Handling state collisions

Robert O'Callahan robert at ocallahan.org
Tue Mar 17 00:46:36 UTC 2015


>From the beginning, rr has depended on the assumption that the states
defined by (perfcounter tick count, general-purpose register values) pairs
are unique during a program execution. Reverse-execution stresses this
assumption much more than before, because we often do a large number of
single-step operations, thus examining almost every state reached for a
given perfcounter-tick value. I've run into a real-life example where the
assumption doesn't hold.

It's in a debug build of Gecko, where some code calls
Matrix::ProjectRectBounds, which starts with:
  points[0] = ProjectPoint(aRect.TopLeft());
  points[1] = ProjectPoint(aRect.TopRight());
  points[2] = ProjectPoint(aRect.BottomRight());
  points[3] = ProjectPoint(aRect.BottomLeft());
During the execution of those lines, no conditional branches execute.
ProjectPoint is
  Point4D ProjectPoint(const Point& aPoint) const {
    float z = -(aPoint.x * _13 + aPoint.y * _23 + _43) / _33;
    return *this * Point4D(aPoint.x, aPoint.y, z, 1);
  }
There is (at least) one point inside the Point4D constructor where, during
different invocations of the constructor, the GP registers are identical.

So, what to do about it? One option would be to use an opt Gecko build. I
suspect more aggressive register allocation, plus more inlining, would make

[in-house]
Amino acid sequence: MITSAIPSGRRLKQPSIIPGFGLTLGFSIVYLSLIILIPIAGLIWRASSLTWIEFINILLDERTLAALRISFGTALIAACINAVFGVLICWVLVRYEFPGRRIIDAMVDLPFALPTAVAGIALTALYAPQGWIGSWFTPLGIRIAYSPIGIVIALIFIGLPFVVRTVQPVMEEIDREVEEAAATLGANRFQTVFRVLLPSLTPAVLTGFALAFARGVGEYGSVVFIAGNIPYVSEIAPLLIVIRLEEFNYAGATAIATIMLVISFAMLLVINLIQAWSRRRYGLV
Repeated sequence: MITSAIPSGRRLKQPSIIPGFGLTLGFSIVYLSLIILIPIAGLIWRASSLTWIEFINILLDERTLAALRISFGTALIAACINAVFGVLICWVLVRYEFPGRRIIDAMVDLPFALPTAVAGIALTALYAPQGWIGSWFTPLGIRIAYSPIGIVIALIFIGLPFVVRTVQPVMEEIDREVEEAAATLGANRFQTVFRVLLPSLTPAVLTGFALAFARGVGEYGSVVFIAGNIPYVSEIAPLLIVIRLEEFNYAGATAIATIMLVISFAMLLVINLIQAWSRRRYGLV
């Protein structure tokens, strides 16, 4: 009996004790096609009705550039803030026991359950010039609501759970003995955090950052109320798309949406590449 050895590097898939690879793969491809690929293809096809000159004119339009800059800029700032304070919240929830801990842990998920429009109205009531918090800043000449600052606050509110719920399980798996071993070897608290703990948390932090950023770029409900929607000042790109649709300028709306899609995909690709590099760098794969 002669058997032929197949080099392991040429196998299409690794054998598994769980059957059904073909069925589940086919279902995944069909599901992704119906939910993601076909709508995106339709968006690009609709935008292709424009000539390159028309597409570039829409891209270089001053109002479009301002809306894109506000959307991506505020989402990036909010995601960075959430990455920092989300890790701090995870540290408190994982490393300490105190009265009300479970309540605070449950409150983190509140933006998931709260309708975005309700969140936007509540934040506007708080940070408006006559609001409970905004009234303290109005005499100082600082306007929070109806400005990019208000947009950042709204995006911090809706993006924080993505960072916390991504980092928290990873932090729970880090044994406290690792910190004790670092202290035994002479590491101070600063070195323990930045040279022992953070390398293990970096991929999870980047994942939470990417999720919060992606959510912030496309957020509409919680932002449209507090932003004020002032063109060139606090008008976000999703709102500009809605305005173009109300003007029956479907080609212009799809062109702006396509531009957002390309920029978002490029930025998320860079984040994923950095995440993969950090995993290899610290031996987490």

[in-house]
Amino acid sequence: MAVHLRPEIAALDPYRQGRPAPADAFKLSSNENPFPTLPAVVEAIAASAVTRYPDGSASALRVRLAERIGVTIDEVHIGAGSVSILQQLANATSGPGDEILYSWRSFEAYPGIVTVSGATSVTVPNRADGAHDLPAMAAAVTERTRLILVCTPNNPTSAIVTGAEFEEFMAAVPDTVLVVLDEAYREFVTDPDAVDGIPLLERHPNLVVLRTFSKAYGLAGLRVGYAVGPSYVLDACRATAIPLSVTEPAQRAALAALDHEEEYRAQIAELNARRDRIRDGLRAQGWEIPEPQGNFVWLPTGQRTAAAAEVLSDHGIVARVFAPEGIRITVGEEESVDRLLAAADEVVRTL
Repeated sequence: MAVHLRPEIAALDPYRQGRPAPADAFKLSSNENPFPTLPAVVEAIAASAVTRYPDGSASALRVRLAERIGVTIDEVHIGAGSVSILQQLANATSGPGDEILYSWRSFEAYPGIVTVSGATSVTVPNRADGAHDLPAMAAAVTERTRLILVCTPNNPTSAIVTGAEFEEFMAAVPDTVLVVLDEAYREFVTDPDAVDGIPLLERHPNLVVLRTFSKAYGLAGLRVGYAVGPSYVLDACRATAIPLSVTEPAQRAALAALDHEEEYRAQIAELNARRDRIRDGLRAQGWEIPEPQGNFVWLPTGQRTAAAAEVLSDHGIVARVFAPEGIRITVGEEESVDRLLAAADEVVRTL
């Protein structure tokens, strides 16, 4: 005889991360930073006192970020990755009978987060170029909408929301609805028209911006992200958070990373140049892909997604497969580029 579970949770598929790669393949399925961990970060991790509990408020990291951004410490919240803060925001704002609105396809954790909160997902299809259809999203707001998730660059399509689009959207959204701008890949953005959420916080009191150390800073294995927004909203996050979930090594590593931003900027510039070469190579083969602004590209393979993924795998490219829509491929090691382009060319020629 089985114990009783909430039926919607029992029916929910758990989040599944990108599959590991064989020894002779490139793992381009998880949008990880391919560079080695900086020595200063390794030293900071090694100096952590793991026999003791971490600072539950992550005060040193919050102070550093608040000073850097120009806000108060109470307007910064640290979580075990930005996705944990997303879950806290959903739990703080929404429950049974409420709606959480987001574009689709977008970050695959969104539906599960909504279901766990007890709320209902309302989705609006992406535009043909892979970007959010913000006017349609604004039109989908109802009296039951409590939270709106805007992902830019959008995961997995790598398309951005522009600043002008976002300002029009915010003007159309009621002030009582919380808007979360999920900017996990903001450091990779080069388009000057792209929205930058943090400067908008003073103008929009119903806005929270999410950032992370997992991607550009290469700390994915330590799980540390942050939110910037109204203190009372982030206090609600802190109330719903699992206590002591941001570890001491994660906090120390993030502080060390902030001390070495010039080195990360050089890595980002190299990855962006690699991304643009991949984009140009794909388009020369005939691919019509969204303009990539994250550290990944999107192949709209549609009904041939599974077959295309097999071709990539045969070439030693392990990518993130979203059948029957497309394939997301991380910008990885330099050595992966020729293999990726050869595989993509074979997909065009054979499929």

this bug go away in this case at least.

Another option would be to incorporate extra-registers (x86 XSAVE area)
into the state tuple. That would fix the case I'm looking at, because the
projected points have different coordinates and show up in the XMM
registers. However, I think it wouldn't solve this bug when the input rect
is empty, which is likely to occur.

Another option would be to do some best-effort stack walking to incorporate
some return addresses into the state tuple. In an x86 debug build, [$rbp]
is usually the caller's RBP and [$rbp+8] is the return address in the
caller. We can therefore record N return addresses by reading 16 bytes per
stack frame. This won't work in opt builds in general, but hopefully that
doesn't matter. This should not have much performance impact, since this
data is usually not needed.

I'll try implementing the last option.

Rob
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